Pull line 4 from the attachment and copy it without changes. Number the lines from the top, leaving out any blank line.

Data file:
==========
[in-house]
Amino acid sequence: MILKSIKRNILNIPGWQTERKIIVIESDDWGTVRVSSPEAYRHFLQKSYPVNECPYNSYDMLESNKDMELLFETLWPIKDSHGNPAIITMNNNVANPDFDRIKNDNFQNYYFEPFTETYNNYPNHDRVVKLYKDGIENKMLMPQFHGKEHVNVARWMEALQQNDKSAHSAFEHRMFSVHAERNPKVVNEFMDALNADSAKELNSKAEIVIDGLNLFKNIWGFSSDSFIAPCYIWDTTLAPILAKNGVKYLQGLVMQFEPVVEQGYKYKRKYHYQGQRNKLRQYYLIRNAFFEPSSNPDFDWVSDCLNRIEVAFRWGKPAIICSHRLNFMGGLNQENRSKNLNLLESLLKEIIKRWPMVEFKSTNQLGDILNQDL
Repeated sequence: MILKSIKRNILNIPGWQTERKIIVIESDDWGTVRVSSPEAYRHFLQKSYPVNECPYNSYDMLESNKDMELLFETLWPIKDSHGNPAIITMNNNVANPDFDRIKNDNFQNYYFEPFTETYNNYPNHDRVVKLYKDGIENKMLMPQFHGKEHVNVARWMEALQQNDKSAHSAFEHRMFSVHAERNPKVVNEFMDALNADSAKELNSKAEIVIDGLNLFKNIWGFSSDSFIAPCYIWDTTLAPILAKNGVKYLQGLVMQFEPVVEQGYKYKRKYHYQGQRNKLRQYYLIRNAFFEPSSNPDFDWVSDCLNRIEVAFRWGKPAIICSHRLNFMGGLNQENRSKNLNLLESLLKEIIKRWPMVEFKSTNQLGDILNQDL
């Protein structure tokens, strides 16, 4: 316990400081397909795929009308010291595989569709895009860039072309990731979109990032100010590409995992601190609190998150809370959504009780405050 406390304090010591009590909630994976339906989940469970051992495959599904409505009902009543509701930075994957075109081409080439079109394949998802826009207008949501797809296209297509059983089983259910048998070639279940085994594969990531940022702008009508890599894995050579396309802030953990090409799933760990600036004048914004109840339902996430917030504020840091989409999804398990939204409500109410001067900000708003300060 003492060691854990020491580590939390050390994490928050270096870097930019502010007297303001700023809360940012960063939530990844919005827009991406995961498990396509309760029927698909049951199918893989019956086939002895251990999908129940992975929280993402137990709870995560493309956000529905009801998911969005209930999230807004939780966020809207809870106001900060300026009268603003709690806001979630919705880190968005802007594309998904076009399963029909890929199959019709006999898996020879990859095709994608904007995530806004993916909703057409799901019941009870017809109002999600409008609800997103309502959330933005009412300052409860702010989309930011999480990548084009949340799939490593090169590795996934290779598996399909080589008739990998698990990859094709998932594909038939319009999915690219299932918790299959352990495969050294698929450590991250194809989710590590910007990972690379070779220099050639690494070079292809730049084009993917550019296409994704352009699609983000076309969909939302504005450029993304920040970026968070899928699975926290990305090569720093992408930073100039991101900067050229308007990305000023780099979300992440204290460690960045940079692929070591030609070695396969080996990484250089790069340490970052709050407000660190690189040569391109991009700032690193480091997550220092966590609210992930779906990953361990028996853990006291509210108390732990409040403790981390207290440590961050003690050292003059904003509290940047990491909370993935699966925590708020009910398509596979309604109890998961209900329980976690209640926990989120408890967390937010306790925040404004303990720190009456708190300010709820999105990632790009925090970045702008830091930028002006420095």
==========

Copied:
């Protein structure tokens, strides 16, 4: 316990400081397909795929009308010291595989569709895009860039072309990731979109990032100010590409995992601190609190998150809370959504009780405050 406390304090010591009590909630994976339906989940469970051992495959599904409505009902009543509701930075994957075109081409080439079109394949998802826009207008949501797809296209297509059983089983259910048998070639279940085994594969990531940022702008009508890599894995050579396309802030953990090409799933760990600036004048914004109840339902996430917030504020840091989409999804398990939204409500109410001067900000708003300060 003492060691854990020491580590939390050390994490928050270096870097930019502010007297303001700023809360940012960063939530990844919005827009991406995961498990396509309760029927698909049951199918893989019956086939002895251990999908129940992975929280993402137990709870995560493309956000529905009801998911969005209930999230807004939780966020809207809870106001900060300026009268603003709690806001979630919705880190968005802007594309998904076009399963029909890929199959019709006999898996020879990859095709994608904007995530806004993916909703057409799901019941009870017809109002999600409008609800997103309502959330933005009412300052409860702010989309930011999480990548084009949340799939490593090169590795996934290779598996399909080589008739990998698990990859094709998932594909038939319009999915690219299932918790299959352990495969050294698929450590991250194809989710590590910007990972690379070779220099050639690494070079292809730049084009993917550019296409994704352009699609983000076309969909939302504005450029993304920040970026968070899928699975926290990305090569720093992408930073100039991101900067050229308007990305000023780099979300992440204290460690960045940079692929070591030609070695396969080996990484250089790069340490970052709050407000660190690189040569391109991009700032690193480091997550220092966590609210992930779906990953361990028996853990006291509210108390732990409040403790981390207290440590961050003690050292003059904003509290940047990491909370993935699966925590708020009910398509596979309604109890998961209900329980976690209640926990989120408890967390937010306790925040404004303990720190009456708190300010709820999105990632790009925090970045702008830091930028002006420095």